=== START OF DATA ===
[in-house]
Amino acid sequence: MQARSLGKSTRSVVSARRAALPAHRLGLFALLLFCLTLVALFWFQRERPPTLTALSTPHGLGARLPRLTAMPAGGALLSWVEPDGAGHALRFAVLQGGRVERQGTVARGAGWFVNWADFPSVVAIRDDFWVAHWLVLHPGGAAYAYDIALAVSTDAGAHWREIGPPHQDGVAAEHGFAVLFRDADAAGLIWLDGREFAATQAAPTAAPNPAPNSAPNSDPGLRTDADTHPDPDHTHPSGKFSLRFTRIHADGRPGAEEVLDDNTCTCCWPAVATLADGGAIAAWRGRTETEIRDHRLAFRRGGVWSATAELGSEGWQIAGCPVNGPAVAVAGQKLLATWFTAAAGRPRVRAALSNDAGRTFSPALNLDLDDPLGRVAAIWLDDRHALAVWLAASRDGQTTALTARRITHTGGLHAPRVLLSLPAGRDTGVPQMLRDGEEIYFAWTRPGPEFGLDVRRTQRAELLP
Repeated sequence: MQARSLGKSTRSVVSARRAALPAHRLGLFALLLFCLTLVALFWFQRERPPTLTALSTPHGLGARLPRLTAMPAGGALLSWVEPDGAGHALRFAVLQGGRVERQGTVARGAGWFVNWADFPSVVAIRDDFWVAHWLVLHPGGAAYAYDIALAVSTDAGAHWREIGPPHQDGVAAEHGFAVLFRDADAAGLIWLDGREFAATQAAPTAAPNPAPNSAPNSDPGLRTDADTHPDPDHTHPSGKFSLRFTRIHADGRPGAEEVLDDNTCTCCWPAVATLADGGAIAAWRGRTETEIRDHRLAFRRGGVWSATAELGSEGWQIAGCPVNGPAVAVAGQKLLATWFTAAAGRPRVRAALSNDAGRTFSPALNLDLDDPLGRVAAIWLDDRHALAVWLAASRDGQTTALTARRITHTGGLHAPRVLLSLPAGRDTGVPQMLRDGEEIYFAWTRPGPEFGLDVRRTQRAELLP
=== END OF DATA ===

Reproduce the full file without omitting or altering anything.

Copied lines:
[in-house]
Amino acid sequence: MQARSLGKSTRSVVSARRAALPAHRLGLFALLLFCLTLVALFWFQRERPPTLTALSTPHGLGARLPRLTAMPAGGALLSWVEPDGAGHALRFAVLQGGRVERQGTVARGAGWFVNWADFPSVVAIRDDFWVAHWLVLHPGGAAYAYDIALAVSTDAGAHWREIGPPHQDGVAAEHGFAVLFRDADAAGLIWLDGREFAATQAAPTAAPNPAPNSAPNSDPGLRTDADTHPDPDHTHPSGKFSLRFTRIHADGRPGAEEVLDDNTCTCCWPAVATLADGGAIAAWRGRTETEIRDHRLAFRRGGVWSATAELGSEGWQIAGCPVNGPAVAVAGQKLLATWFTAAAGRPRVRAALSNDAGRTFSPALNLDLDDPLGRVAAIWLDDRHALAVWLAASRDGQTTALTARRITHTGGLHAPRVLLSLPAGRDTGVPQMLRDGEEIYFAWTRPGPEFGLDVRRTQRAELLP
Repeated sequence: MQARSLGKSTRSVVSARRAALPAHRLGLFALLLFCLTLVALFWFQRERPPTLTALSTPHGLGARLPRLTAMPAGGALLSWVEPDGAGHALRFAVLQGGRVERQGTVARGAGWFVNWADFPSVVAIRDDFWVAHWLVLHPGGAAYAYDIALAVSTDAGAHWREIGPPHQDGVAAEHGFAVLFRDADAAGLIWLDGREFAATQAAPTAAPNPAPNSAPNSDPGLRTDADTHPDPDHTHPSGKFSLRFTRIHADGRPGAEEVLDDNTCTCCWPAVATLADGGAIAAWRGRTETEIRDHRLAFRRGGVWSATAELGSEGWQIAGCPVNGPAVAVAGQKLLATWFTAAAGRPRVRAALSNDAGRTFSPALNLDLDDPLGRVAAIWLDDRHALAVWLAASRDGQTTALTARRITHTGGLHAPRVLLSLPAGRDTGVPQMLRDGEEIYFAWTRPGPEFGLDVRRTQRAELLP